population of about 180. One can hear
pride and love in the presentations of
the owners. Praise for Chianti wine.
A drive through the countryside of
Chianti will show the hold of the ages
everywhere: the harmony between
nature’s slopes and valleys and the
diligent work of man to bring marvellous
and fruitful patterns to the land. Here
there is order and proportion which
for ages have shown beauty. There are
cypress trees like green dark arrows on
hilltops, and yellowish stone houses, red
tile roofs, greyish green and silver-leafed
Macelleria Falorni, in Greve in Chianti
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Expertise that’s one to one.
Memories of Tuscany cont’d
olive trees beside rows of red vines and
varicoloured symmetry over every hill.
One day we spent at the “Frantoio
Cooperativo Valdelsano” near Certaldo,
a facility for pressing olives formed in
1974 by local farmers. We saw farmers
bringing in their olives and leaving
deeply saddened and empty-handed
when they were told their olives were
worthless. Worms were readily evident
in the olives. They saw that due to
climate warming, insects (worms) which
usually die off as they move inland from
the Adriatic this year have infected the
olives. We were told the quality and
the quantity of the harvest is poor in
Tuscany in the Sabine Hills near Rome
and as far south as Puglia.
Farmer’s Markets in Certaldo and San
Gimignano are boisterous country
celebrations – busy, loud and colourful.
Farmers readily and proudly talk of their
harvest and produce: soppressata of the
pig’s head, white funghi mushrooms,
castagni (chestnuts), bread round,
BusinessCards.indd 2
golden and solid; pesci – all types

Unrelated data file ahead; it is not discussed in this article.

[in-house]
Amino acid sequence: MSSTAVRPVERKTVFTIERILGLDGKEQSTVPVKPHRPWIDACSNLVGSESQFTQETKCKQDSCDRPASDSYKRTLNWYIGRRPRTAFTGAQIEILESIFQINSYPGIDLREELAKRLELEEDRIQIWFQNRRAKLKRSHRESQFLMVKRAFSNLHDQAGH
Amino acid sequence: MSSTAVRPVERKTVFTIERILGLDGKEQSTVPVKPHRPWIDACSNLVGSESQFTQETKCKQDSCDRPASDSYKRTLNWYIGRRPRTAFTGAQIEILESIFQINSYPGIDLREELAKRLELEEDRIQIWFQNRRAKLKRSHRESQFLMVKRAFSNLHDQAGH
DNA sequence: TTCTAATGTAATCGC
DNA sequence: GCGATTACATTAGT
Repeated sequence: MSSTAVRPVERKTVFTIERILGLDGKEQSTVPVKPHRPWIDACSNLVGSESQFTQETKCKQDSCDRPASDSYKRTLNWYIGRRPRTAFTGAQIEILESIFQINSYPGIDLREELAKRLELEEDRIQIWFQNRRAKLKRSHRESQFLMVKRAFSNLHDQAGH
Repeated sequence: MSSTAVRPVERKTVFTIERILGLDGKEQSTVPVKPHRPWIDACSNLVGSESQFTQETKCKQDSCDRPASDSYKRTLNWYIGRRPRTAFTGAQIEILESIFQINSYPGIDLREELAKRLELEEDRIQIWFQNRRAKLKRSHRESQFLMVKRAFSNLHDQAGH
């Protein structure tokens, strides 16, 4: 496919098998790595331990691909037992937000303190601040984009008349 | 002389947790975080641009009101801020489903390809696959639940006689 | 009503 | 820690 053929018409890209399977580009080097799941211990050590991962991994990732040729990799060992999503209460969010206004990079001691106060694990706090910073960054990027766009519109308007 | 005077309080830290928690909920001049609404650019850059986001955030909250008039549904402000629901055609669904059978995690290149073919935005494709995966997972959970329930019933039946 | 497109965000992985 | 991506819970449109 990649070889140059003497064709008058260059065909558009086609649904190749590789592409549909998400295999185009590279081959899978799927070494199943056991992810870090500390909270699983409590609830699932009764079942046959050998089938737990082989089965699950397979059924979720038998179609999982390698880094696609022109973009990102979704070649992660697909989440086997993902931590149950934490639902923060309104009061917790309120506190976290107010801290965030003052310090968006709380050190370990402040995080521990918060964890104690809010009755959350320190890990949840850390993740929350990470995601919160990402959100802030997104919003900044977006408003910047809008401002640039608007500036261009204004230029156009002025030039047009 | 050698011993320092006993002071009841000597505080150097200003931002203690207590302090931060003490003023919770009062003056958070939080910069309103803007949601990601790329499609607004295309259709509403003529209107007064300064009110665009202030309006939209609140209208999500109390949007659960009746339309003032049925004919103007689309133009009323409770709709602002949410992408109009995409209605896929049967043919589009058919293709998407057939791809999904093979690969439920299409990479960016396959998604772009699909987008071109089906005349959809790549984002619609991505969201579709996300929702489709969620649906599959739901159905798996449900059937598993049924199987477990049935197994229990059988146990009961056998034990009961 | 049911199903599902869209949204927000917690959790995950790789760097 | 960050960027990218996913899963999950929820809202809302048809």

of fish, seafood frutti di mare (some
still moving), home-made sausages,
formaggi (cheese) white and salty. Oh!
To be able to taste one of everything you
see and smell! Much of the interest and
fun comes from watching and listening
to the dialect, the gestures, the yelling
and counting, the smiles and manners.
To spend a few hours here is to learn
of the ancient rhythms of farm life, the
changes and the challenges for farmers
to bring the goodness of the land and sea
to city dwellers.
We spent a day in three small towns to the
south: Montepulciano high on a ridge
famous for its red wine “Il Nobile,” then
Pienza known for its cheese and finally
to Montalcino; praised for its Brunello.
Siena was a day set aside to admire this
mediaeval city – its duomo(cathedral),
its central piazza where the famous
Palio takes place – a bareback horse
race, and then a day in Firenze, fierce
rival of Siena for centuries city of the
Medici and of the Renaissance. Crowds
Castello di Gabbiano
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2/23/09 12:38:19 PM
of visitors throng to the cathedral, the
Ponte Vecchio along the Arno River with
its glittering shops of gold, its galleries
and museums. These are the towns and
cities of Tuscany that remind us of their
artists and authors: DaVinci, Dante,
Michaelangelo, Vespucci, Galileo, and
Boccaccio who have left us with a sense
of wonder, adventure, fun and creativity.
How does so much beauty and elegance
come from this one region?
The Italians say that when three of four
Tuscans gather, very quickly the supreme
subject is food. Ristorante meals begin
with antipasto – mixed coldcuts, cheese
bits, olives, imaginative creations atop
“crostini” and “bruschetta.” Pasta – the
most common are: pici (a thick, round
spaghetti), pappardelle (wide and flat),
gnocchi, and strozzaprete – Tuscans
smile when they explain the meaning of
this pasta – “choke the priest.” Zuppa di
Certaldo is a delicious, mild red onion
soup. The red onion is found on the
ancient shield of Certaldo and then
there is “ribollita,” a traditional peasant
Casaloste Winery
Memories of Tuscany cont’d
stale bread and vegetable soup. We
come to the famous bistecca Fiorentina,
a specialty T-bone beef steak. Four in
our group ordered this bistecca, 1.3kg
in weight. It is priced at 4 euros per etto
(100g) – that’s about $1.40 Canadian
per 100g. Their spectacular meal was
52 euro; roughly $80 for 4 and they’re
still talking about that special meal.
Dishes of beans and oregano, spinach,
and rosemary potatoes decorate the
table as sides. There are no thin cooks in
Tuscany.
Would you like a pizza? How about
a pizza Margherita, vegetarian,
mushroom, or prosciutto? A ristorante
or trattoria would offer 30-35 choices.
They would be baked in a wood-fried
oven (olive and oak wood) “a forno
a legno” at about 800 degrees Celsius
for 90 seconds. Thin crust, tender, delicious! You can order a “pizza dei
dolci,” a dessert pizza; just picture this:
a thin crust pizza, one half of which is
topped with Nutella and the other with